Policy maker

What can I do as a policy maker to stop the global warming? As a policy maker you have a crucial role in stopping the global warming. The necessary transition affects how cities and societies are planned, the different infrastructures for transports, energy, food supply, nutrient cycles, waste etc. This will also have many positive effects on our lives with cleaner air, higher quality of food, a richer social life and healthier people. We have an opportunity to leave a better place to live in to our children and future generations.

You are most likely already addressing several of these problems. But we need to speed up the transition. Since the usage of fossil fuels are deeply integrated into our society, many different areas need to be addressed simultaneously. This action list suggests where attention is needed to make this happen in a coordinated way with citizens and other stakeholders such as city mayors and enterprise leaders. Don’t hesitate – take a lead in this! You will not regret it and people will thank you.

  • Turn the energy production to a fossil free sector (why? how?)
  • Introduce benefits for fossil free heating/cooling of premises (why? how?)
  • Introduce benefits for fossil free transportation to make it the first choice alternative (why? how?)
  • Speed up the transition from fossil based energy to renewable energy (why? how?)
  • Create policies beneficial for organic and vegetarian food production (why? how?)
  • Stimulate local markets (why? how?)
  • Promote new values in the society beyond the traditional growth (why? how?)
  • Promote usage of quality products with long lifetime in all sectors (why? how?)
  • Build awareness of resilience and sustainability in the society (why? how?)
  • Stimulate R&D and investments in green technology (why? how?)
  • Establish a tribunal for companies who have put their own interests before the climate of our planet (why? how?)
  • Network with other policy makers nationally and internationally to facilitate and find cooperation in reaching the above tasks (why? how?)


When all of us are moving in the same direction, the climate and the future of our kids will be saved in a surprisingly short time. Use the action list as input in your work, engage your staff, find out more, and let others know what you are doing. We are all in this together. You find some more background and links for further reading here.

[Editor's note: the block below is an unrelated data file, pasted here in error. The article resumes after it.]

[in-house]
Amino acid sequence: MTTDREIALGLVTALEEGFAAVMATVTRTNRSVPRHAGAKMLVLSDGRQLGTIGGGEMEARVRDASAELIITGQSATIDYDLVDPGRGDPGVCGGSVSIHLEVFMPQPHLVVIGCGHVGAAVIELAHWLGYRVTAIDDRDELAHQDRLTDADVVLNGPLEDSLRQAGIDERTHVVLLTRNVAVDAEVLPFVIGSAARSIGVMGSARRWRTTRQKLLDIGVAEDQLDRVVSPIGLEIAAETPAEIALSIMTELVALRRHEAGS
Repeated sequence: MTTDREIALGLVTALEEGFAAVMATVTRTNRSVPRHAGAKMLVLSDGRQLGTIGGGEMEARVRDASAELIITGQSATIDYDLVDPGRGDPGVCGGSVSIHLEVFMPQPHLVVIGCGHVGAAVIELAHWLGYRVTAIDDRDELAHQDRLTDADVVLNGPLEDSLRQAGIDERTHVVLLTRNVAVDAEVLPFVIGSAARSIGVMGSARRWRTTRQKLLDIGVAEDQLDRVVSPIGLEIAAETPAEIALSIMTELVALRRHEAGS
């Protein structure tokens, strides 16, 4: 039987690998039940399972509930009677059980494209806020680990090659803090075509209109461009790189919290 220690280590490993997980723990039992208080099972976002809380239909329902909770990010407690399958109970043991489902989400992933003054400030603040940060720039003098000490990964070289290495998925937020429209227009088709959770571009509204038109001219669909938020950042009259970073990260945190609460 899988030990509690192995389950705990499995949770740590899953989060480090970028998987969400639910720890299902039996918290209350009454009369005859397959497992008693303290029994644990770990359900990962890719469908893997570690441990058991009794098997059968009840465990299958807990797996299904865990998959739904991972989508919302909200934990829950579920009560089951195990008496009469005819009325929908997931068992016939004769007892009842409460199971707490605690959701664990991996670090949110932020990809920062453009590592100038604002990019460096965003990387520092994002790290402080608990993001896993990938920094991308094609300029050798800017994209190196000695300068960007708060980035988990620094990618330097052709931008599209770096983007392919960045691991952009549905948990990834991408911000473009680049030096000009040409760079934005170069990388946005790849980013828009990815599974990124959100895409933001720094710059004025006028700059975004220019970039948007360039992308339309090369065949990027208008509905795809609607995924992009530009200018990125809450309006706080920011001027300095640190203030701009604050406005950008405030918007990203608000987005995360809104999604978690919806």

“It always seems impossible until it is done.”
                                    -Nelson Mandela

It's about the future of our children and their childrenIt’s about my future heart

“Earth is not a gift from our forefathers,
but a legacy to our children.”
                                    -Ancient Indian proverb

Why?

  • A reduced consumption of material products may be compensated by an increased consumption in the service and experience sectors. In other words, an adaptation to the global warming could be by a shift in focus from consumption of physical products with high embodied content of fossil energy, to a consumption of immaterial products with lower or no content of fossil energy.

How?

  • Use different means to promote a life style where people spend more of their time and money on social activities of various kinds requiring less energy and fossil fuel. This can be a long range of different activities such as cultural activities, visiting restaurants, cafés, movies, enjoying music, concerts, theaters, museums, spending time with family and friends, barbecues, enjoying sports of most kinds, baseball, Super Bowl, soccer and football, “slow traveling” e.g. by train and buses driven by renewable fuels, etc. Note that activities that requires large amounts of energy (i.e. today fossil fuels) are disqualified from the list.
  • Make step vise adjustments of the education system to increase capacity of professions where there will be a higher demand.

Why?

  • The products all of us consumes today requires large amounts of fossil fuels before they reach our hand at the store or the UPS. It is fuels for producing and transporting the materials it is made of, fuels for manufacturing the product itself, fuels for shipping and transports (the list can be made long). By doubling the life time of all products, the fossil fuels used in many sectors of our society should in principle be possible to be reduced by half.